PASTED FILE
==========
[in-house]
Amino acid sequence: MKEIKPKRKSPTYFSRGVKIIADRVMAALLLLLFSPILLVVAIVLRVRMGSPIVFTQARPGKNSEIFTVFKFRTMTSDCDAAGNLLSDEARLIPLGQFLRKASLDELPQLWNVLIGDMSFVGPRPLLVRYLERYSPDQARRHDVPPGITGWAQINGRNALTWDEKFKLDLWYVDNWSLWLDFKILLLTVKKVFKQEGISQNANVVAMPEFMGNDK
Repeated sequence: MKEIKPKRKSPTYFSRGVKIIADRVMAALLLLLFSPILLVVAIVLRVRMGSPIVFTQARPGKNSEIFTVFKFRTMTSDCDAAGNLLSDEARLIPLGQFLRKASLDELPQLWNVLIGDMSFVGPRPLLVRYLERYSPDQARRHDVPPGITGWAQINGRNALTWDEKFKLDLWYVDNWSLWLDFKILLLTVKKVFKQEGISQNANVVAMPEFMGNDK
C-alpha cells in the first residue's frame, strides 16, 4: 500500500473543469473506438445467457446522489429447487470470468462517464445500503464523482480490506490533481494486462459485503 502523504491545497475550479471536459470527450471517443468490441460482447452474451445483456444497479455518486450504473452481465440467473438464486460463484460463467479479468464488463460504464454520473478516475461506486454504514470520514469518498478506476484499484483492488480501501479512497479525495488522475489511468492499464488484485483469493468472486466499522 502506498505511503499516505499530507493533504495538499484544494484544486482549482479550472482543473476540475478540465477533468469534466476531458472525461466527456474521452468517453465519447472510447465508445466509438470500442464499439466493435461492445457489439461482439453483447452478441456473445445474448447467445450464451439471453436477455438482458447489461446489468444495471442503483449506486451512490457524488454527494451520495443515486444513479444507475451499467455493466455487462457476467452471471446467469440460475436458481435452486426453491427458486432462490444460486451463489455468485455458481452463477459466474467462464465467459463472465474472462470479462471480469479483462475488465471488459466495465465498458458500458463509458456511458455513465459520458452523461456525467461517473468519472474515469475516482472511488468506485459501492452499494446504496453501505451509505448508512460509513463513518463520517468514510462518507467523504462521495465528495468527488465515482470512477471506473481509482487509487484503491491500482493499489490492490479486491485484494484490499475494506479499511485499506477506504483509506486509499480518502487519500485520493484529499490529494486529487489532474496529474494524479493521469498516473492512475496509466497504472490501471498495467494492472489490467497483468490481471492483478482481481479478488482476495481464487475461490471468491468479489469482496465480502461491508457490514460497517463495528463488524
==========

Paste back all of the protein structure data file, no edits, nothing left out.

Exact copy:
[in-house]
Amino acid sequence: MKEIKPKRKSPTYFSRGVKIIADRVMAALLLLLFSPILLVVAIVLRVRMGSPIVFTQARPGKNSEIFTVFKFRTMTSDCDAAGNLLSDEARLIPLGQFLRKASLDELPQLWNVLIGDMSFVGPRPLLVRYLERYSPDQARRHDVPPGITGWAQINGRNALTWDEKFKLDLWYVDNWSLWLDFKILLLTVKKVFKQEGISQNANVVAMPEFMGNDK
Repeated sequence: MKEIKPKRKSPTYFSRGVKIIADRVMAALLLLLFSPILLVVAIVLRVRMGSPIVFTQARPGKNSEIFTVFKFRTMTSDCDAAGNLLSDEARLIPLGQFLRKASLDELPQLWNVLIGDMSFVGPRPLLVRYLERYSPDQARRHDVPPGITGWAQINGRNALTWDEKFKLDLWYVDNWSLWLDFKILLLTVKKVFKQEGISQNANVVAMPEFMGNDK
C-alpha cells in the first residue's frame, strides 16, 4: 500500500473543469473506438445467457446522489429447487470470468462517464445500503464523482480490506490533481494486462459485503 502523504491545497475550479471536459470527450471517443468490441460482447452474451445483456444497479455518486450504473452481465440467473438464486460463484460463467479479468464488463460504464454520473478516475461506486454504514470520514469518498478506476484499484483492488480501501479512497479525495488522475489511468492499464488484485483469493468472486466499522 502506498505511503499516505499530507493533504495538499484544494484544486482549482479550472482543473476540475478540465477533468469534466476531458472525461466527456474521452468517453465519447472510447465508445466509438470500442464499439466493435461492445457489439461482439453483447452478441456473445445474448447467445450464451439471453436477455438482458447489461446489468444495471442503483449506486451512490457524488454527494451520495443515486444513479444507475451499467455493466455487462457476467452471471446467469440460475436458481435452486426453491427458486432462490444460486451463489455468485455458481452463477459466474467462464465467459463472465474472462470479462471480469479483462475488465471488459466495465465498458458500458463509458456511458455513465459520458452523461456525467461517473468519472474515469475516482472511488468506485459501492452499494446504496453501505451509505448508512460509513463513518463520517468514510462518507467523504462521495465528495468527488465515482470512477471506473481509482487509487484503491491500482493499489490492490479486491485484494484490499475494506479499511485499506477506504483509506486509499480518502487519500485520493484529499490529494486529487489532474496529474494524479493521469498516473492512475496509466497504472490501471498495467494492472489490467497483468490481471492483478482481481479478488482476495481464487475461490471468491468479489469482496465480502461491508457490514460497517463495528463488524